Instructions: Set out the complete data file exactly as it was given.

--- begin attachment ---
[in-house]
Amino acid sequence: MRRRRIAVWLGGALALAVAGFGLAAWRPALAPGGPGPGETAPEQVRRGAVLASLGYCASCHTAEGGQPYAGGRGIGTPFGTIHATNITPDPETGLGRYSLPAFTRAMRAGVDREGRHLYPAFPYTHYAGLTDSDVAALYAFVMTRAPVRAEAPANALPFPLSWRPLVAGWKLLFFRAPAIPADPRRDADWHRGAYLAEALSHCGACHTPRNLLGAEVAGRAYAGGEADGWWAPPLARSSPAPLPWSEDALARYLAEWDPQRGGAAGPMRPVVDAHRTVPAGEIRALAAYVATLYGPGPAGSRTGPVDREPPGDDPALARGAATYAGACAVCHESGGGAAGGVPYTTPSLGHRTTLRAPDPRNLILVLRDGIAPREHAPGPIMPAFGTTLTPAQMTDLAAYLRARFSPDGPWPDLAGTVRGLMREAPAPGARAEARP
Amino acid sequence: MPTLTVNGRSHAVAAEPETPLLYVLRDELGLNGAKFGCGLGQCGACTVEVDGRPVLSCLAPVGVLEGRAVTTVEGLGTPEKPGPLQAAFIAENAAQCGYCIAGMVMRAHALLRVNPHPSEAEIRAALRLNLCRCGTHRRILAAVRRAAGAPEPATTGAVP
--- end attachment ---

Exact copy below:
[in-house]
Amino acid sequence: MRRRRIAVWLGGALALAVAGFGLAAWRPALAPGGPGPGETAPEQVRRGAVLASLGYCASCHTAEGGQPYAGGRGIGTPFGTIHATNITPDPETGLGRYSLPAFTRAMRAGVDREGRHLYPAFPYTHYAGLTDSDVAALYAFVMTRAPVRAEAPANALPFPLSWRPLVAGWKLLFFRAPAIPADPRRDADWHRGAYLAEALSHCGACHTPRNLLGAEVAGRAYAGGEADGWWAPPLARSSPAPLPWSEDALARYLAEWDPQRGGAAGPMRPVVDAHRTVPAGEIRALAAYVATLYGPGPAGSRTGPVDREPPGDDPALARGAATYAGACAVCHESGGGAAGGVPYTTPSLGHRTTLRAPDPRNLILVLRDGIAPREHAPGPIMPAFGTTLTPAQMTDLAAYLRARFSPDGPWPDLAGTVRGLMREAPAPGARAEARP
Amino acid sequence: MPTLTVNGRSHAVAAEPETPLLYVLRDELGLNGAKFGCGLGQCGACTVEVDGRPVLSCLAPVGVLEGRAVTTVEGLGTPEKPGPLQAAFIAENAAQCGYCIAGMVMRAHALLRVNPHPSEAEIRAALRLNLCRCGTHRRILAAVRRAAGAPEPATTGAVP